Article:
Aug 24, 2008

The veracity of Wikipedia and Collective wisdom of humanity

I recently participated in a debate / discussion on the veracity of Wikipedia and similar pages that anyone can edit. The points of view were straightforward - the information cannot be trusted to be accurate as malicious or ignorant people may mislead readers and hence such sites don't need to be supported. The other point of view was that these websites are sources of the collective wisdom of humanity in the digital form and hence need to be preserved (for the IT nerds out there read- backed up, archived etc).
While both points of view are right - who gets to decide whether a piece of information is true or false? And what kind of governance can you put in place? And how do you go about establishing a governance model?

Who can you sue if you relied on some information on Wikipedia and acted on it? These are valid questions. Are there answers in Wikipedia?

Now, extend this a little further - What kind of laws govern web lives? For example - will I be punished if I slander someone's web avtaar? Do we need to worry about such issues yet? For highly mediated websites, this is not an issue. What about in social sites like Facebook, My Space etc?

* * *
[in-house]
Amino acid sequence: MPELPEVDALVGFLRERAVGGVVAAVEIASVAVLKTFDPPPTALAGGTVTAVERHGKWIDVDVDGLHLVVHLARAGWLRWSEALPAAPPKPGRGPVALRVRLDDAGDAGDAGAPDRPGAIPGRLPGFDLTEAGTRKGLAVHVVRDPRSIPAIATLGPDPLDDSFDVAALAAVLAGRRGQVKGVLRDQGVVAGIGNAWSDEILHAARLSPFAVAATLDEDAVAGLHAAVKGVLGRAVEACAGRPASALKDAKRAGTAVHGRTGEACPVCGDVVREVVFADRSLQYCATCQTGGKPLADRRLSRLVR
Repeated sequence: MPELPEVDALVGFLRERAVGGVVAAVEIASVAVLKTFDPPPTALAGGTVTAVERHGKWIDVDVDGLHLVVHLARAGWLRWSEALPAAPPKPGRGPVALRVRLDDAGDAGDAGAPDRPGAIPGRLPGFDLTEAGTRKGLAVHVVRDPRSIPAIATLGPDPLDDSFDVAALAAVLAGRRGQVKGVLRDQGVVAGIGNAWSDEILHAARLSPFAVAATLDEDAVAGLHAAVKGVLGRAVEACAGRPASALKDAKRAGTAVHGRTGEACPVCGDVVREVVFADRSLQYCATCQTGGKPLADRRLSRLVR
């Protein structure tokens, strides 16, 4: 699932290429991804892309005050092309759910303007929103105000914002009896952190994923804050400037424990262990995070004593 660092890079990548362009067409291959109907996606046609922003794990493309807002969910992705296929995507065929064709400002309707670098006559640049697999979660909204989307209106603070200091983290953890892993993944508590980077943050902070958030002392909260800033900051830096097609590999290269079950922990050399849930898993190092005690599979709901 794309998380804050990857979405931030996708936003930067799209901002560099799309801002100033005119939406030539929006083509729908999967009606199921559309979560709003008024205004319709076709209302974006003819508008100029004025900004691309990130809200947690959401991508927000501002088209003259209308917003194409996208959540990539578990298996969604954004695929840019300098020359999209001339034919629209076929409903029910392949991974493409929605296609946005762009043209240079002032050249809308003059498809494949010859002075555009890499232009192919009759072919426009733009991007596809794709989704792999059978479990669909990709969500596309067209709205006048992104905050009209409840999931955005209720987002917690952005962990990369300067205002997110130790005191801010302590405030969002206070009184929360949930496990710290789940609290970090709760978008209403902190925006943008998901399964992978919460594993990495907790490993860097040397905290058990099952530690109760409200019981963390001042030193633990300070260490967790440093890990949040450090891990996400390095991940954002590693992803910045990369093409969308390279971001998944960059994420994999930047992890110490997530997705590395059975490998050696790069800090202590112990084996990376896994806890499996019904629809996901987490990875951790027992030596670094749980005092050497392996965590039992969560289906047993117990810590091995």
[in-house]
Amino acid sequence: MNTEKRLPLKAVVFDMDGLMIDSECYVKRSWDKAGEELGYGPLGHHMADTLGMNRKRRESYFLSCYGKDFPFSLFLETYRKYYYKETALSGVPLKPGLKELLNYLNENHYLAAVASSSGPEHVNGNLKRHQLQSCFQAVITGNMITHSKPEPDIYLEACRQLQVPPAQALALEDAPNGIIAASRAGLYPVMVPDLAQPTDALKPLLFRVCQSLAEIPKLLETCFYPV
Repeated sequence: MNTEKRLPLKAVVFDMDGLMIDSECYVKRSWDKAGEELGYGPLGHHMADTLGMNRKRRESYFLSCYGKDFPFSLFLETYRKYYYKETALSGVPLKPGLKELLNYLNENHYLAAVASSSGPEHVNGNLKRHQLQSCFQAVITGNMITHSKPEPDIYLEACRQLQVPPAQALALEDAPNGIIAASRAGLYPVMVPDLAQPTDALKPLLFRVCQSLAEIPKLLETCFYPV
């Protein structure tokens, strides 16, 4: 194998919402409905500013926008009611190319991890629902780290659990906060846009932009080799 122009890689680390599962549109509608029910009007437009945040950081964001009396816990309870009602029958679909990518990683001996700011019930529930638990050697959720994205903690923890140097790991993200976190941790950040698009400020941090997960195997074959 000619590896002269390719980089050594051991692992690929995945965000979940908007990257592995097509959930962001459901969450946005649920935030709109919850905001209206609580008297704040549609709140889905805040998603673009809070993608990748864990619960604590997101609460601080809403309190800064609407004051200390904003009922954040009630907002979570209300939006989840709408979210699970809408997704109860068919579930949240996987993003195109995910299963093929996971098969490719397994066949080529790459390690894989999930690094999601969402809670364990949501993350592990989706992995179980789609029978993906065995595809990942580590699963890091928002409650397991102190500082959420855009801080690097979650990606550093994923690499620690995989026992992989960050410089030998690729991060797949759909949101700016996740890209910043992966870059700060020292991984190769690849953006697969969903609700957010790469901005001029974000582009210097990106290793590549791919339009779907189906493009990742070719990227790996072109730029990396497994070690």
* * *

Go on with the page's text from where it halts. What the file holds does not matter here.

Drawing or Sculpting with music - a new invention??

Every classical raaga has a characteristic auditary pattern that distinguishes it from other raagas. Regardless of the singer or the krithi, the raaga is readily identifiable whether it is sung or played. So if the vibrations / frequencies / embellishments can be captured by a stylus, and the pattern traced in 2 dimensions, it should ideally result in the same picture. Theoretically this should be possible. Kinda like the patterns created by Windows Media player when playing a song.

This can be easily taken to 3 dimensions by tracing on a sphere - to begin with. I wonder if the deities envisioned for different ragas were in some way using the same concept?